NEW YORK (AP) -- Bloomberg LP, the financial news and information service, on Friday said it has appointed Samuel Palmisano, the former CEO of IBM, as an independent adviser on its privacy and data standards.
The move comes a week after revelations that Bloomberg journalists had access to some information on customers' use of Bloomberg's data terminals, including when they last logged in.
The company apologized for the breach of privacy. The Federal Reserve and the European Central Bank have said they are looking into Bloomberg's use of data.
Palmisano will review Bloomberg's practices and policies for client data and advise on changes, the company said.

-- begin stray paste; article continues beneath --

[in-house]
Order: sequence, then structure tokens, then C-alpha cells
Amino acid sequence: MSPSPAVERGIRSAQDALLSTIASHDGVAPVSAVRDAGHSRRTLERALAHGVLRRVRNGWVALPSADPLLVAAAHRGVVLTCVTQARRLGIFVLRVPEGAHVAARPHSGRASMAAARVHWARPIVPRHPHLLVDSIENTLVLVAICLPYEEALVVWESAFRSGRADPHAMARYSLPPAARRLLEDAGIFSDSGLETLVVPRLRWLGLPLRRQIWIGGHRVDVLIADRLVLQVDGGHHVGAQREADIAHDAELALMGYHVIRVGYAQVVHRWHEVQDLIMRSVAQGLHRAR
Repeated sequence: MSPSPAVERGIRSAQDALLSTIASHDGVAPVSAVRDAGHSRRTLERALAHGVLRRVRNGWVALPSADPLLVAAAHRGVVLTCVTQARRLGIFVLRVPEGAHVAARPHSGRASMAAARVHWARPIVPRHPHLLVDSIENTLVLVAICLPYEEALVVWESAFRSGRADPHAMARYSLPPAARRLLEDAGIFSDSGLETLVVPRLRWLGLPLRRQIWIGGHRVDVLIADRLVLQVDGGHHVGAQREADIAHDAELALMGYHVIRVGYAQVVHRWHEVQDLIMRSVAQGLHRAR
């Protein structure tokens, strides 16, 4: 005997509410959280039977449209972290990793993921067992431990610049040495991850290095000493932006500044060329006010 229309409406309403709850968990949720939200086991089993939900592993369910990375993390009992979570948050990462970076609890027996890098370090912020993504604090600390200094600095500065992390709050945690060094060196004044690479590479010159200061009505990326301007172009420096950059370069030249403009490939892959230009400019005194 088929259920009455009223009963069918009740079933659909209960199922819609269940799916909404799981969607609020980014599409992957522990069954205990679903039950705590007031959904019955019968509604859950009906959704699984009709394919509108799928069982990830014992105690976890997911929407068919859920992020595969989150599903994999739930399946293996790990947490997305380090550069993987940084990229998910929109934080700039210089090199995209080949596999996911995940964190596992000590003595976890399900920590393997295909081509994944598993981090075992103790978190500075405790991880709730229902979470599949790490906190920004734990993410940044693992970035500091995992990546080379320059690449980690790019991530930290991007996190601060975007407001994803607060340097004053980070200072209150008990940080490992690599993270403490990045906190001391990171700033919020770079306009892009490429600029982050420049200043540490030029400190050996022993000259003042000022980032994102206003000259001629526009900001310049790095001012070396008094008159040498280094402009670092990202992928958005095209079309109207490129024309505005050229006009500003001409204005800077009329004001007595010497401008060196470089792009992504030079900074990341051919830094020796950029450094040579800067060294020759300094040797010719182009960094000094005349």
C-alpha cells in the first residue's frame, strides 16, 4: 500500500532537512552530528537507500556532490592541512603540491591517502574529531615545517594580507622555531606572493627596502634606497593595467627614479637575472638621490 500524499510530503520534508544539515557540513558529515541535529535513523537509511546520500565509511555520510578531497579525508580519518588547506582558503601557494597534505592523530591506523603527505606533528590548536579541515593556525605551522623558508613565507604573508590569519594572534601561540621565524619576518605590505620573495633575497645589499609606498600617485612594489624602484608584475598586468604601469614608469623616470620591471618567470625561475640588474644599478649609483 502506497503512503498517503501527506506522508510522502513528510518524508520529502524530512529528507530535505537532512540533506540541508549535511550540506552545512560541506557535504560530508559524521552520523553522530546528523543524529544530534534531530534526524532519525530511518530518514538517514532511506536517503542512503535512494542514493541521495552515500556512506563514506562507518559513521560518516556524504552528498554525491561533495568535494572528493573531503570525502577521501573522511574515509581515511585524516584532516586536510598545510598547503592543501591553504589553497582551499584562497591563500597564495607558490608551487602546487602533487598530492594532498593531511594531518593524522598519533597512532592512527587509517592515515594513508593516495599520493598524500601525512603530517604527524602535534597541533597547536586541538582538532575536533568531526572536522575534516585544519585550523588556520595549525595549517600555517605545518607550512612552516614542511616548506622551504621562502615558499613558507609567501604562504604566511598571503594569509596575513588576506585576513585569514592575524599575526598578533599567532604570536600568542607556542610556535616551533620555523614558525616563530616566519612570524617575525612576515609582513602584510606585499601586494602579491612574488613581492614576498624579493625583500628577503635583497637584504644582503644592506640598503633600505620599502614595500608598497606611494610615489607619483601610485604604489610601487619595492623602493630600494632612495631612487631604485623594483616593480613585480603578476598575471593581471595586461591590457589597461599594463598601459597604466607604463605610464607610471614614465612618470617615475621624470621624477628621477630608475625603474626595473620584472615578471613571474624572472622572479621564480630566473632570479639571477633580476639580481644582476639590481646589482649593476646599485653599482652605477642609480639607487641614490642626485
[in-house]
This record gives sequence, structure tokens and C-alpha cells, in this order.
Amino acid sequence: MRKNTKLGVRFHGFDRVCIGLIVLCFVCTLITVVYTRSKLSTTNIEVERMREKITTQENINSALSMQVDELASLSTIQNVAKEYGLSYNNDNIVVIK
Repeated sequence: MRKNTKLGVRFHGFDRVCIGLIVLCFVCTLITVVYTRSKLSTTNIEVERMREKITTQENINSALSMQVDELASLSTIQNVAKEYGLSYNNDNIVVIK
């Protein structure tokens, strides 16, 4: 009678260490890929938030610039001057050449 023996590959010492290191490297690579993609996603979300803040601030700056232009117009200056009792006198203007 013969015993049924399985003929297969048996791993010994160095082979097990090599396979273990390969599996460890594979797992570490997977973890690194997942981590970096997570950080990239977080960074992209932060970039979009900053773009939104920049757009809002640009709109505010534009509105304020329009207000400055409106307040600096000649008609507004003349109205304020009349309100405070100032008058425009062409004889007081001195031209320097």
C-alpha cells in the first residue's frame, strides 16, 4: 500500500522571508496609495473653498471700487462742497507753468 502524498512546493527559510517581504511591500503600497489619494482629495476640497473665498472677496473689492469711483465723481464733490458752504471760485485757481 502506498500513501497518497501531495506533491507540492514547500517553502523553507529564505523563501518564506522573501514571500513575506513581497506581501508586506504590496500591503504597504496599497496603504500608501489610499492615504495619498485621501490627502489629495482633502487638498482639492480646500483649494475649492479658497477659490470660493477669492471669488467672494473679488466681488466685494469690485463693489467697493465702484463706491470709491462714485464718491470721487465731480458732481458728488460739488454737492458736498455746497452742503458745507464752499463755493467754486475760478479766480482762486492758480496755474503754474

Bloomberg also said Clark Hoyt, an editor at Bloomberg and the former editor-at-large at The New York Times, will review the relationship between Bloomberg's news service and its commercial operations.
Bloomberg News reporters had been able to see when any of the company's 315,000 paying subscribers, mostly stock and bond traders, had last logged into the news and information service. They could also view the types of "functions" individual subscribers had accessed.
Palmisano, 61, retired from the CEO post in January 2012. He remained chairman until October.
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